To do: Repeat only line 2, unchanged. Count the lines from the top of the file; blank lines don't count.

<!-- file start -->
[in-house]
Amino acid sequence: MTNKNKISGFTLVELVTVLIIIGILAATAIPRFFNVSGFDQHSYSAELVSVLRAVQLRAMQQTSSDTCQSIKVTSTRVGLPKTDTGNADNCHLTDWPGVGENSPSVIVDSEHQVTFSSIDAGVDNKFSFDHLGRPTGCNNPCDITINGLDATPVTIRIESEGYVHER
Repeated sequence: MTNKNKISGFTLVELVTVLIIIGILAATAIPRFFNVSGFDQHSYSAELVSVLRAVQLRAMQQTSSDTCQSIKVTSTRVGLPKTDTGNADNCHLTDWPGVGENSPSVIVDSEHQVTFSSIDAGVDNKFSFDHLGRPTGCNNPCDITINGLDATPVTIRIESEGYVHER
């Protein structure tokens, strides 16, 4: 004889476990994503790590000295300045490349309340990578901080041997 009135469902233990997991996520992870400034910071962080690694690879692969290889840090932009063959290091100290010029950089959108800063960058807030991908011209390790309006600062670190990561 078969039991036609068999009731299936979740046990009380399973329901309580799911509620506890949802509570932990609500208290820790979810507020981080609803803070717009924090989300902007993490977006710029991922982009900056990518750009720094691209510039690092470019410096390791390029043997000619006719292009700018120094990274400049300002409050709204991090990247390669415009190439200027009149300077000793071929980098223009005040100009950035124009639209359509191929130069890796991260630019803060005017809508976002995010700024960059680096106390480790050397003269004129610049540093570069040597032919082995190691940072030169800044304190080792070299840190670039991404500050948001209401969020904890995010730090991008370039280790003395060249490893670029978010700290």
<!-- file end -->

Amino acid sequence: MTNKNKISGFTLVELVTVLIIIGILAATAIPRFFNVSGFDQHSYSAELVSVLRAVQLRAMQQTSSDTCQSIKVTSTRVGLPKTDTGNADNCHLTDWPGVGENSPSVIVDSEHQVTFSSIDAGVDNKFSFDHLGRPTGCNNPCDITINGLDATPVTIRIESEGYVHER